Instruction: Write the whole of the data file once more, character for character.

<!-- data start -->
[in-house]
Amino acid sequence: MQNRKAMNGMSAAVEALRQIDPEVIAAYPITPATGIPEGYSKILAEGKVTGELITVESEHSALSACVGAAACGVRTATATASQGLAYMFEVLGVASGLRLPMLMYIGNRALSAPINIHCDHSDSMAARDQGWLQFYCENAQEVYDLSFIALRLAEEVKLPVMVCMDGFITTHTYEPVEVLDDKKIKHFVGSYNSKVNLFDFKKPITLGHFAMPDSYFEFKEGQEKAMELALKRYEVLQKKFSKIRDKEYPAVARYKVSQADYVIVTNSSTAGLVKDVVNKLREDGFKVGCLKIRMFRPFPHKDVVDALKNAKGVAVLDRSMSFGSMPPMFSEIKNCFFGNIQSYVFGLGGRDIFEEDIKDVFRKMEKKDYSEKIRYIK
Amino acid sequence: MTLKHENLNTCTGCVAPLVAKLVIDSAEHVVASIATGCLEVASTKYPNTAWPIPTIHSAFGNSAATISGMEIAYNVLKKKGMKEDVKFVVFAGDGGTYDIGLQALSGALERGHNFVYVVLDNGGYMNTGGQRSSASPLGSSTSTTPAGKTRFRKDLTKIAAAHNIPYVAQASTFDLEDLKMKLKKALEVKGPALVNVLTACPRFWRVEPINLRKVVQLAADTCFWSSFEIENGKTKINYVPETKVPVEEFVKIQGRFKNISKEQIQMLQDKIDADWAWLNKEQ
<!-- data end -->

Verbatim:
[in-house]
Amino acid sequence: MQNRKAMNGMSAAVEALRQIDPEVIAAYPITPATGIPEGYSKILAEGKVTGELITVESEHSALSACVGAAACGVRTATATASQGLAYMFEVLGVASGLRLPMLMYIGNRALSAPINIHCDHSDSMAARDQGWLQFYCENAQEVYDLSFIALRLAEEVKLPVMVCMDGFITTHTYEPVEVLDDKKIKHFVGSYNSKVNLFDFKKPITLGHFAMPDSYFEFKEGQEKAMELALKRYEVLQKKFSKIRDKEYPAVARYKVSQADYVIVTNSSTAGLVKDVVNKLREDGFKVGCLKIRMFRPFPHKDVVDALKNAKGVAVLDRSMSFGSMPPMFSEIKNCFFGNIQSYVFGLGGRDIFEEDIKDVFRKMEKKDYSEKIRYIK
Amino acid sequence: MTLKHENLNTCTGCVAPLVAKLVIDSAEHVVASIATGCLEVASTKYPNTAWPIPTIHSAFGNSAATISGMEIAYNVLKKKGMKEDVKFVVFAGDGGTYDIGLQALSGALERGHNFVYVVLDNGGYMNTGGQRSSASPLGSSTSTTPAGKTRFRKDLTKIAAAHNIPYVAQASTFDLEDLKMKLKKALEVKGPALVNVLTACPRFWRVEPINLRKVVQLAADTCFWSSFEIENGKTKINYVPETKVPVEEFVKIQGRFKNISKEQIQMLQDKIDADWAWLNKEQ